“What might be called the academic Bible was progressively detached from the Bible of the church. The academic Bible became a domain where scholars exercised assorted methods to re-create its distant message; the scriptural Bible calls people to repentance and faith in the crucified and risen Christ.” (D. A. Carson)
Irrtumslos – was heist es (nicht)?
“To claim that the Bible is inerrant is to focus on the Bible’s truthfulness wherever it is making a truth claim. The word is not to be confused with degrees of precision or with hermeneutical stipulation; it happily acknowledges that there are complex issues of literary genre with which to wrestle, and that not every sentence is a falsifiable proposition.” (D. A. Carson)
In einer Zeit, die – zumindest für den Bereich der Religion und der Ethik – vom Relativismus durchsetzt ist, stellt sich die Frage nach der Objektivität (in sich schon ein erklärungsbedürftiger Begriff) des Buches. Wir sind eine Buchreligion. Doch was bedeutet das für die Frage nach der Wahrheit? Welche Art von Autorität ist der Bibel eigen? Gibt es so etwas wie Bibliolatrie (Anbetung der Bibel)?
Ohne die Einleitung durch Carson würde man sich sehr verloren fühlen. Zudem ist es ein Wagnis, so viele verschiedene Autoren mitschreiben zu lassen. Soweit ich gekommen bin, wird mit dem Spannungsfeld von Einheitlichkeit vs. Vielfalt der Themen angemessen umgegangen. Schreibstil, Inhalte, Aufbau variieren stark. Wichtig ist jedoch das Vertrautwerden mit aktuellen Fragestellungen und wichtigen Argumenten bzw. Gegenargumenten.
Der Aufbau des Werkes
Das Werk ist unter der Schirmherrschaft des Neutestamentlers D. A. Carson entstanden. Die einzelnen Themen wurden in einer Zusammenkunft mit über 30 Beitragenden präsentiert, überarbeitet und – nach einigen Jahren Zwischenzeit – als Band zusammengebracht. Als Klammer dazu dient der überblickende Aufsatz am Anfang sowie die Zusammenfassung, die im Q&A-Stil gehalten ist und die Fragestellungen nochmals in aller Kürze aufgreift.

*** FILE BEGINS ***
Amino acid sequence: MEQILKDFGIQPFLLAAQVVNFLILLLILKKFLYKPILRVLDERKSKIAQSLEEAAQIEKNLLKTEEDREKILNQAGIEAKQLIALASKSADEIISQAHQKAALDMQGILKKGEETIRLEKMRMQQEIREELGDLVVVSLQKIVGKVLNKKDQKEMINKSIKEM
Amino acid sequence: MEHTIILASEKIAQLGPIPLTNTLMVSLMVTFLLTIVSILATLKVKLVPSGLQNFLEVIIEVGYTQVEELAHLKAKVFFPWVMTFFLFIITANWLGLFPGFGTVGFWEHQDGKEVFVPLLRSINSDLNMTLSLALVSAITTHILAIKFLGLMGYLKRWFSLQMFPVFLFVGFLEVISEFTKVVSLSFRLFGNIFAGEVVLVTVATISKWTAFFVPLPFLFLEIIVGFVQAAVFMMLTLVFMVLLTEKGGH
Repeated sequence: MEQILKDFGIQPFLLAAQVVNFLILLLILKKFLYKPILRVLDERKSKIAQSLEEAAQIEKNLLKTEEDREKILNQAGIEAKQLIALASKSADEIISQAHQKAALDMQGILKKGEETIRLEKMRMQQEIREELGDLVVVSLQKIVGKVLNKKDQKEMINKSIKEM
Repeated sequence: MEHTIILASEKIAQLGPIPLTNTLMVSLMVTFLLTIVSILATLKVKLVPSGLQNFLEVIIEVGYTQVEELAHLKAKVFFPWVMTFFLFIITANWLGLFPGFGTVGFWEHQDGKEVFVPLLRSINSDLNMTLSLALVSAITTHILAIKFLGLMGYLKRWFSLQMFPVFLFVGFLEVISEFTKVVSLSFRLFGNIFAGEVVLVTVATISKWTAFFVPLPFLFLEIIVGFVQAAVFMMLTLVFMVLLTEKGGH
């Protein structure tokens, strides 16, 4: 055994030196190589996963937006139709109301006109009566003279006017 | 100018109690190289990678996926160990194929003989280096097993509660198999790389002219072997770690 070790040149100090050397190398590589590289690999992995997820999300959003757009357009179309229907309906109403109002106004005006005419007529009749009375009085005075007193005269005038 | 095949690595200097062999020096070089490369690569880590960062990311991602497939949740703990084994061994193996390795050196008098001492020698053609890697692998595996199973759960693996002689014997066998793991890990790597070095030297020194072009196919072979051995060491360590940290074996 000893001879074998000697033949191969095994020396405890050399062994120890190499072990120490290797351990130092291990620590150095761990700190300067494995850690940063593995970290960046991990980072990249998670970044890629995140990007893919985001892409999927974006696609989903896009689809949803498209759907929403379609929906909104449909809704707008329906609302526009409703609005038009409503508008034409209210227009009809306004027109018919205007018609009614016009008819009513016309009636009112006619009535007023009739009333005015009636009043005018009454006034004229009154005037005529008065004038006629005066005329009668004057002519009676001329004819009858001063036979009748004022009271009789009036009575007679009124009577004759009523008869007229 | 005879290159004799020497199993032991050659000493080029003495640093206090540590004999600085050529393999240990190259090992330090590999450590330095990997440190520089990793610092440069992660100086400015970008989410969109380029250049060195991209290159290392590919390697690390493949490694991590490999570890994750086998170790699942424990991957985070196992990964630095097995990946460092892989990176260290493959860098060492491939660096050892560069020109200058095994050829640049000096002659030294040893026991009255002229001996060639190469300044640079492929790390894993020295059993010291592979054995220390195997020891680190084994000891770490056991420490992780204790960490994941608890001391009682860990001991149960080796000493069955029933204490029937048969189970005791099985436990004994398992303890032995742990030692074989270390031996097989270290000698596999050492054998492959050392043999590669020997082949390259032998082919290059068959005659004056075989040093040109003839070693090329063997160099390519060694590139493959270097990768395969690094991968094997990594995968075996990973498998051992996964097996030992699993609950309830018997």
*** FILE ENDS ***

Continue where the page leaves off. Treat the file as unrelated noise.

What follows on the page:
Dazwischen referieren drei Dutzend Beitragende zu vier übergeordneten Themen: Historische Überlegungen (die Schrift in der Periode der Patristiker, in der Reformation/der Orthodoxie, im 17. Jahrhundert, innerhalb des Pietismus, bei den Wesleyanern, den Old Princetonians, Karl Barth und den Katholiken); biblisch-theologische Themen (u. a. Josephus und der AT-Kanon, Barth Ehrman, Einheit und Vielfalt im Kanon, die Frage nach der doppelten Autorschaft, Mythos und Geschichte, Jesus‘ Sicht des AT, der Gebrauch des AT im NT). Der Band schliesst mit zwei kürzeren Teilen zur Frage der Epistemologie (u. a. Wissenschaft und Schrift, non-foundationalism und die Wahrheit der Schrift, Autorität und Wahrheit, die Auslegung der Texte in Gemeinschaften) sowie der vergleichenden Religionswissenschaft (Muslime, Hindus, Buddhisten).
Zitate aus dem FAQ
1. Die Bibel im Zeitalter der Authentizität: „(W)hat makes us ‘authentic’ is that we adopt an intrinsic suspicion of authorities so that we can be free to be ourselves.”
2. Zum Begriff der Irrtumslosigkeit: “There are very few words in the pantheon of theological vocabulary that don’t have to be carefully defined.”
3. Zur Wahrheitsfrage: “One cannot legitimately sideline the importance of the truthfulness of Scripture by observing, rightly, that the purpose of Scripture is more than truth-telling.”
4. Zu den Neuschöpfungen der “New Princetonians”: “Against the inroads into the doctrine of Scripture in their day, they ended up introducing innovations into the doctrine, including the affirmation of inerrancy, that were unknown before them.”
5. Barth und die Inspirationslehre: “He refuses to speak of the Bible as itself inspired, but links together what is traditionally called the inspiration of Scripture and the illumination of the believer into one whole.”
Carson betont wiederholt, dass Gottes Geist nicht an der Schrift vorbei kommuniziert. „Even when Paul appeals to the work of the Spirit in conversion (e.g., 1 Cor. 2:10b-16), he does not envisage the Spirit’s work as establishing a text-free revelatory insight, but as enabling sin-blinded sinners to see what is actually there in the text.”
Und bei aller Diversität des weltweiten Gottesvolkes gilt es zu bedenken: “The Africa Bible Commentary devotes more attention than do Western one-volume Bible commentaries to exorcism, to questions surrounding ancestor worship, and to challenging the “health, wealth, and prosperity gospel.” But what is most striking about the volume is that 90 or 95 percent of its content could be read and understood by, and could have been written by, believing Christians in virtually any part of the world. That should not surprise us: after all, we do share the same Book.”
Dieses Buch hilft enorm, zu aktuellen Thesen eine Antwort zu bekommen, z. B. „In the last half-century, many periods in the history of the church have been churned over afresh to demonstrate either that (a) historical criticism goes back a lot farther than many people think, or, more commonly, that (b) orthodoxy, and especially an orthodox view of Scripture, are rather late developments, so they can, and perhaps should, be held rather lightly.”